Tens of thousands of protesters have joined rallies and sit-ins in dozens of towns and cities across the UK to call for an end to Israeli attacks in Gaza.
The Met Police estimate there were 30,000 in central London alone.
At Edinburgh and Glasgow rail stations, and at London's Charing Cross, people sat on the floor stopping travellers from catching trains, police said.
In London, 29 people were arrested for offences including inciting racial hatred.
Two people were arrested on suspicion of breaching the Terrorism Act in connection with the wording on a banner.
One man was arrested on suspicion of making antisemitic comments during a speech after he was identified on social media.
One person was arrested on suspicion of inciting racial hatred and three people were arrested on suspicion of assaulting a police officer.
Nine people were arrested for public order offences, including two that were racially aggravated.
Ten people were arrested for breaching a dispersal order while other arrests were for possession of an offensive weapon, violent disorder, affray and possession of cannabis.
Pro-Palestinian protests have been held in London, and other cities globally, each Saturday since war began last month.
One of the protest organisers, Stop the War coalition, said this weekend would see a series of local protests organised in neighbourhoods, town and cities across the UK, rather than a mass rally.
In London, local protests took place before many thousands of demonstrators packed into Trafalgar Square for a rally, led by the Palestinian Solidarity Campaign.
Protesters brought traffic to a temporary standstill in London's Oxford Street with a sit-in.
Later the Metropolitan Police reported fireworks were fired into crowds and towards its officers in Trafalgar Square. Police needed a dispersal order to clear the area.
Thousands more gathered in Manchester.
Earlier in the northern city, the North West Friends of Israel group held a vigil for the hostages taken in the Hamas attacks on 7 October.
Red heart-shaped balloons were attached to each of the hostages' names and photos in Manchester's Exchange Square.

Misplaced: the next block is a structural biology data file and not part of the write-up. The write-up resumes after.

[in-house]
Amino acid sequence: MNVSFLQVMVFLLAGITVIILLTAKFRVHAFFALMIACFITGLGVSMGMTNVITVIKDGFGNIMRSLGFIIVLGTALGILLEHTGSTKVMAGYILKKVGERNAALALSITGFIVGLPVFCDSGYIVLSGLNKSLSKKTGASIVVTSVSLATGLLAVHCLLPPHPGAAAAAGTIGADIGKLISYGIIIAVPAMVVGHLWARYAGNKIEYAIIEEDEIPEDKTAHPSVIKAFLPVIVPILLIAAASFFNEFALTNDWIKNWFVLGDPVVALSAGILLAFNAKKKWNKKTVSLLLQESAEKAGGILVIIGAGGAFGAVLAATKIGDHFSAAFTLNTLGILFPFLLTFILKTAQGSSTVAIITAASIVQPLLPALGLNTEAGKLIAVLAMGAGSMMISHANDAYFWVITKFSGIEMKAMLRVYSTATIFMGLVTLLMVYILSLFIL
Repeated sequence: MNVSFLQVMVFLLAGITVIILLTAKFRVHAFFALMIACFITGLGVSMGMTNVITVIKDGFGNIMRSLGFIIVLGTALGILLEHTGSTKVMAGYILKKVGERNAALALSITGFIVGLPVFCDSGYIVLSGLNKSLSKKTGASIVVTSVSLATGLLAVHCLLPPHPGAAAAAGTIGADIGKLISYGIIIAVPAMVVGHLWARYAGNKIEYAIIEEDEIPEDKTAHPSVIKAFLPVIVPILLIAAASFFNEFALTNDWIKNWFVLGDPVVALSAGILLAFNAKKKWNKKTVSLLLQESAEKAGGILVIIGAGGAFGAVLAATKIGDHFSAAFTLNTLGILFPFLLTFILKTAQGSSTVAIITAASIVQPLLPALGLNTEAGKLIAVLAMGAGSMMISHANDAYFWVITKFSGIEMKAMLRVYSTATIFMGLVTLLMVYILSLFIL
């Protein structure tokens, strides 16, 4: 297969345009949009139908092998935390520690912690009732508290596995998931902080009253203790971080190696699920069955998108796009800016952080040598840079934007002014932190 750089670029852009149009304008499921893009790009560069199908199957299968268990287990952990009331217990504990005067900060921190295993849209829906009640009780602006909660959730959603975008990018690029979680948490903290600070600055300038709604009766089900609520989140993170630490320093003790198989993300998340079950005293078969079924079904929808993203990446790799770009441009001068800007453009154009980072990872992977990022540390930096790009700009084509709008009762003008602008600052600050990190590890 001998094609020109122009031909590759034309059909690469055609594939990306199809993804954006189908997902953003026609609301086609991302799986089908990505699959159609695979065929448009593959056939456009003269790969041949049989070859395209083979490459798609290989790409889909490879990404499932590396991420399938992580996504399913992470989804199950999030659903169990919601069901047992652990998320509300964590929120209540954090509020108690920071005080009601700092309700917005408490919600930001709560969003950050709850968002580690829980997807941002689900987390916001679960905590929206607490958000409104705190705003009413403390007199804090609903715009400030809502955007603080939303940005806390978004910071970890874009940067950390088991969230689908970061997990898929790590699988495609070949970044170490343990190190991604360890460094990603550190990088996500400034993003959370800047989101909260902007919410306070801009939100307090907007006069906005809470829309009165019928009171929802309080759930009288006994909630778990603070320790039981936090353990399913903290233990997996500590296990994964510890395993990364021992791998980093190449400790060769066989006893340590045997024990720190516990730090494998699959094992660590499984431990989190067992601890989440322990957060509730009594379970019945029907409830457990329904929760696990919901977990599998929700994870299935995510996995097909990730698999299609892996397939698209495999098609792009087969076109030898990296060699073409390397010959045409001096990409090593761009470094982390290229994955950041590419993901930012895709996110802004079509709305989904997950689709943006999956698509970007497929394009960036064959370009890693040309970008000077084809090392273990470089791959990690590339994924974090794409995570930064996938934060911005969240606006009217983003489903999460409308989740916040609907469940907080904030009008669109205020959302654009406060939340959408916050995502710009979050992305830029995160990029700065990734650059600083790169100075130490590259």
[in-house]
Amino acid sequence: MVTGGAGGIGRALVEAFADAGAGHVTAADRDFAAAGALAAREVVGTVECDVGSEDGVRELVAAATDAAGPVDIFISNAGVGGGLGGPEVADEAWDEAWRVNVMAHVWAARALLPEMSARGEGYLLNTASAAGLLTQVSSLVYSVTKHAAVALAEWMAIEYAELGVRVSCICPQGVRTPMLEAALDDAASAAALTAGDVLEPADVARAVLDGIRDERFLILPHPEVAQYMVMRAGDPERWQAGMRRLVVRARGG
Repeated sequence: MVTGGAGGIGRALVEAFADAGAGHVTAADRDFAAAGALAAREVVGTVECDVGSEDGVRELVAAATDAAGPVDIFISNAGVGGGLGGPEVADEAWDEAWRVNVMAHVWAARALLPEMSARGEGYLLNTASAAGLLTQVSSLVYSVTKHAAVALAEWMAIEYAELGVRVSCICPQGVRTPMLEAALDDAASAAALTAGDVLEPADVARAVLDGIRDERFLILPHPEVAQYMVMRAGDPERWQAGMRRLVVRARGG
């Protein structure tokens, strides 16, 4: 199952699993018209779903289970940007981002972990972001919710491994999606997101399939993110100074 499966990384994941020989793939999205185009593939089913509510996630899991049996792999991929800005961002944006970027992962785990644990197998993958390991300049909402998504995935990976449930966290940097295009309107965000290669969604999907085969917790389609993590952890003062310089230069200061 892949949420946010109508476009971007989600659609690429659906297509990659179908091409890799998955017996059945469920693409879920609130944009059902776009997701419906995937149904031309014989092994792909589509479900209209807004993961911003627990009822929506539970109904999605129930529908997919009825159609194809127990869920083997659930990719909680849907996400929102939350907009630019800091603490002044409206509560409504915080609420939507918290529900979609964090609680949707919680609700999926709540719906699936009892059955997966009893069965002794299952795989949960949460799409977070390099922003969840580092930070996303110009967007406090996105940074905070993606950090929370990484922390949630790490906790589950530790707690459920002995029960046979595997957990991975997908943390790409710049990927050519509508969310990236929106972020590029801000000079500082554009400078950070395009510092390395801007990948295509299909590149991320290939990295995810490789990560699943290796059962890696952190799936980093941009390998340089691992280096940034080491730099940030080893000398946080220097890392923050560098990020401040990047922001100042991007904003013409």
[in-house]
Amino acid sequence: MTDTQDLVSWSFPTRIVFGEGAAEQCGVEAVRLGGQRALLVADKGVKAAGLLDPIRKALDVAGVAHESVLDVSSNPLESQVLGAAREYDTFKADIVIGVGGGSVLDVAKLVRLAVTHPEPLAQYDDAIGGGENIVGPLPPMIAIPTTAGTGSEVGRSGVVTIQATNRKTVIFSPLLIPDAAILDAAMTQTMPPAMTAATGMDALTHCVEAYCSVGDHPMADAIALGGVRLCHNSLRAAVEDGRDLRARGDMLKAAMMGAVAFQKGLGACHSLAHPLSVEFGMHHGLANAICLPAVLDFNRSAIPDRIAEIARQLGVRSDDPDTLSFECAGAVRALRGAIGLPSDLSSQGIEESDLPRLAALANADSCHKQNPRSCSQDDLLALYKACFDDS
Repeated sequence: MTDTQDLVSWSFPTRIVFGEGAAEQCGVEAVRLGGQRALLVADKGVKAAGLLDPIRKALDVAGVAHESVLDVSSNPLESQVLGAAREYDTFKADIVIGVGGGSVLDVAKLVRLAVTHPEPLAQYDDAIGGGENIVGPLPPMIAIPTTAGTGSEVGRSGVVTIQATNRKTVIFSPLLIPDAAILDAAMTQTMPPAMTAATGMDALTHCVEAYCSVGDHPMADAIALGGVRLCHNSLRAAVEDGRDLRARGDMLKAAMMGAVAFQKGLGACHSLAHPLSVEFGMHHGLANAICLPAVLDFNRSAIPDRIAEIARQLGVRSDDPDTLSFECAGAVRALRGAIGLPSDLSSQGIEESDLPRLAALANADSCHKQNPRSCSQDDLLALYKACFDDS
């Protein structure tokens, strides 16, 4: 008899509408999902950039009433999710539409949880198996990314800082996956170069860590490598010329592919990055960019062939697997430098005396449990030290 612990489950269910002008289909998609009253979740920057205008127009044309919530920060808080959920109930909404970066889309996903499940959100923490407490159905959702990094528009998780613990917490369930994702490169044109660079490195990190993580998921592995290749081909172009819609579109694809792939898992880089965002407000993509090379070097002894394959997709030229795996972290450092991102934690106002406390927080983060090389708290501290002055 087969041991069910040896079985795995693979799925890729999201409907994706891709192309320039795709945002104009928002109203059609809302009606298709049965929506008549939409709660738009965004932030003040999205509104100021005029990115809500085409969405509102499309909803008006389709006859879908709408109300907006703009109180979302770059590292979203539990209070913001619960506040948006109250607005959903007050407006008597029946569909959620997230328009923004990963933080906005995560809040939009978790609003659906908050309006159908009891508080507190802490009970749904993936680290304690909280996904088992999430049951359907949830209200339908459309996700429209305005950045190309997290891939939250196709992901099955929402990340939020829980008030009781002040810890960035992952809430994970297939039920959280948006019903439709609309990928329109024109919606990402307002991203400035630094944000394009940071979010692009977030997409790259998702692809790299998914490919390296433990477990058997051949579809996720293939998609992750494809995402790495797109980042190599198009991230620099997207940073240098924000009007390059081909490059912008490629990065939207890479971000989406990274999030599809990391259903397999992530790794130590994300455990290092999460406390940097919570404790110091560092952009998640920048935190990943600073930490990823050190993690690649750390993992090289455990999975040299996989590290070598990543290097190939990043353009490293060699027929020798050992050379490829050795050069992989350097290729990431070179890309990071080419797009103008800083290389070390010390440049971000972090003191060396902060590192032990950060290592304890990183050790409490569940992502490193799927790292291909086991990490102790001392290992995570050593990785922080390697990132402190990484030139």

Other pro-Palestinian rallies also took place in Belfast, Cardiff, Liverpool and Leeds, with a focus on calling for an immediate ceasefire.
Israeli PM Benjamin Netanyahu said on Friday there would be no temporary ceasefire with Hamas in Gaza until all Israeli hostages were released.
In contrast to this weekend's smaller-scale protests, there are plans for a mass rally next Saturday on Armistice Day which have been criticised by Prime Minister Rishi Sunak as "provocative and disrespectful".
He pointed to a risk that war memorials, including the Cenotaph in central London, could be "desecrated".
Home Secretary Suella Braverman said on X, formerly Twitter, that it was "entirely unacceptable to desecrate Armistice Day with a hate march through London".
On Remembrance Sunday, which this year falls on 12 November, thousands of servicemen and women usually march past the Cenotaph as senior politicians and royals lay poppy wreaths to remember the fallen.
London's Metropolitan Police said it was planning a "significant" policing and security operation for next weekend.
Both the Met and the march's organisers say the demonstrators have no intention of going near Whitehall, where the Cenotaph is located.
Ben Jamal, director of Palestine Solidarity Campaign, said all of their protests had been peaceful and orderly, and to suggest that another one - well away from Whitehall - "was a disrespect to the war dead was an insult to those marching for peace".
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Israel has been bombarding Gaza with prolonged air strikes following the 7 October attacks on southern Israel by Hamas, in which they killed 1,400 people and took more than 200 hostage.
The Hamas-run health ministry in Gaza says Israeli air strikes have killed more than 9,000 people. Hamas is a proscribed terrorist organisation in the UK.
Protests in London have been largely peaceful, although 99 people were arrested at the three previous massive weekly marches in London.
BBC reporters, who witnessed the demonstrations, said a wide range of people from different backgrounds, including lots of families with children, have attended the marches.
Writing in the Times however, Chief Rabbi Sir Ephraim Mirvis said the line between protesters supporting innocent Palestinians and backing Hamas have become "badly blurred".
"Those lines have remained blurred in the subsequent demonstrations, in which a minority have proudly displayed their extremism on their banners and in their chants, while the majority stand alongside them," he wrote.
On Friday, five people were arrested during a pro-Palestinian sit-in at London's King's Cross station after the demonstration was banned.
Transport Secretary Mark Harper said he had given an order to allow police to stop the protest.